The recent nudge by the White House, a ‘go ahead’ for the Savannah Harbor Expansion Project (SHEP) is a tremendous win to the State of Georgia. With the development that took place on July 18, the administration decided to expedite all federal reviews and complete a Record of Decision before November of this year.
The State of Georgia ought to welcome this gesture made by the Obama administration in deepening Savannah’s harbor. The issue is about improving infrastructure, spurring the economy, and creating jobs. Most importantly, it is about geopolitical posturing for Georgia, nationally, regionally and globally with improved global trade links, investment and competitiveness. Viable economic project with a good rate of return and a relevant dose of political push, garner required investment support if the project design is sound. However, such positioning and design comes with careful planning of strategies, important, for the SHEP poses hot-button environmental challenges. Overcoming these challenges will be critical for successful implementation of the program and require concerted effort by all.
While the project promises all good things that are in dire need, jobs, infrastructure and a good economy, by no means indicates that it will be a smooth ride. Clearly, like any mega million project – the question boils down to costs and impact on external environment, particularly when design alter the natural course of ecosystem and habitat. Then it is also prudent to be financially and environmentally conscious in order to recognize risks in a timely manner. As a priority initiative, placed on the political radar screen, entices attention of stakeholders, which is a good thing. This port is included within the Presidential Executive Order issued in March 2012 together with other five major ports aimed at improving and revitalizing existing outdated designs.
Even though Savannah port is the second largest gateway in the East Coast after New Jersey, the design lacking direct accessibility to the ocean is restrictive, leading to losses in opportunity costs. The port is located 38 miles up Savannah River from the ocean and has a depth of 42 feet. These design parameters limit passage of supersized cargo ships through this harbor. The SHEP proposes to provide direct access to the ocean, dredging existing channel by deepening to 47 feet. The project costs are enormous, calculated at around $650 million involving an estimated federal funding of $400 million, set aside $1.4 billion estimated for terminal improvements. With this scale of a project, anticipating a phased design approach could also be a solution. A well-conceived model could assure the public that the idea is not to burden taxpayers in paying for marine commerce, but rather to demonstrate a coherent and convincing infrastructure plan.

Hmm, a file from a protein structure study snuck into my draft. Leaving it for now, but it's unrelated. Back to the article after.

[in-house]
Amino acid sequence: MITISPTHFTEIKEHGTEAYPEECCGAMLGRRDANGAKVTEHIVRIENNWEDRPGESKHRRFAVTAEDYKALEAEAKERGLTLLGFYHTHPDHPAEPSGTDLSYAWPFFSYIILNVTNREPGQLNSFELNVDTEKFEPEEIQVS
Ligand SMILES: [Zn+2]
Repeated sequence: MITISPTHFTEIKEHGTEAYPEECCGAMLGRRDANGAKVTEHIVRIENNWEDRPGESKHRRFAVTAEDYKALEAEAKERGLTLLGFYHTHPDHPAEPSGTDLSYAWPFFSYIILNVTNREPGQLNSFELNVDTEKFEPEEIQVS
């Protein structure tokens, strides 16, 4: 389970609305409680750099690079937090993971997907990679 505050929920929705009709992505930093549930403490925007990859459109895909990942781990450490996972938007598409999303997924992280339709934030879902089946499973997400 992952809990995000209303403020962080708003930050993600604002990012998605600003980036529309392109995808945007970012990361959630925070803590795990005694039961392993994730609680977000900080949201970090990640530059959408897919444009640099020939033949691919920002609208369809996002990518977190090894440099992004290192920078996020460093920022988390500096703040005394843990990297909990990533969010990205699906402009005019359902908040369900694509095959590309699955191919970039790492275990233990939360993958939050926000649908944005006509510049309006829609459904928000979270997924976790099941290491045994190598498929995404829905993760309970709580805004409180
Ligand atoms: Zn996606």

While the economic merit behind design modification are understood well, community concerns in implementing a project of this scale point to environmental realities that require due attention. These concerns ought to shape developing of effective strategies to overcome environmental risks during implementation. In order to protect the estuary’s ecosystem and wildlife, several environmental challenges are foreseeable during implementation of the program.
The challenges include saltwater intrusion, increasing of dead zones due to low levels of oxygen, and destruction of natural habitat of freshwater wetlands. Sludge disposal is a core concern and at the center of debate among environmental agencies as sludge from the river contain cadmium, a toxic element. The debate is not only about keeping adequate procedures in place but also about compliance, standards and safeguards for successful implementation. However, mitigation measures and monitoring of programs alone will not suffice. Careful consideration of collaborative and adaptive strategies during, after and the early stages of implementation of the project is equally important. Cooperation, collaboration and negotiation at the local level will guide risk reduction in a transparent manner.
In the absence of a silver bullet in achieving the country’s economic goals from a national point of view, the SHEP combines as a worthy addition to a comprehensive National port vision and plan. Certainly, for Georgia, this project is an economically and politically viable option to pursue, in moving goods labeled ‘Made in the United States’ over the ocean. Along with these goods, in parallel, the project will prompt the State forward Atlantic, expanding trade-links beyond the arena of Trans-Pacific while creating jobs and stabilizing local economy. However, mitigating risks with effective environmental strategies also determine the viability of the project in the end.
As the project analysis sinks deep, into the pristine waters of the Savannah River as well as within the hearts of the local communities, realizing the promise of the estuary will require collaborative efforts from all. It is time for cooperation in shaping effective strategies.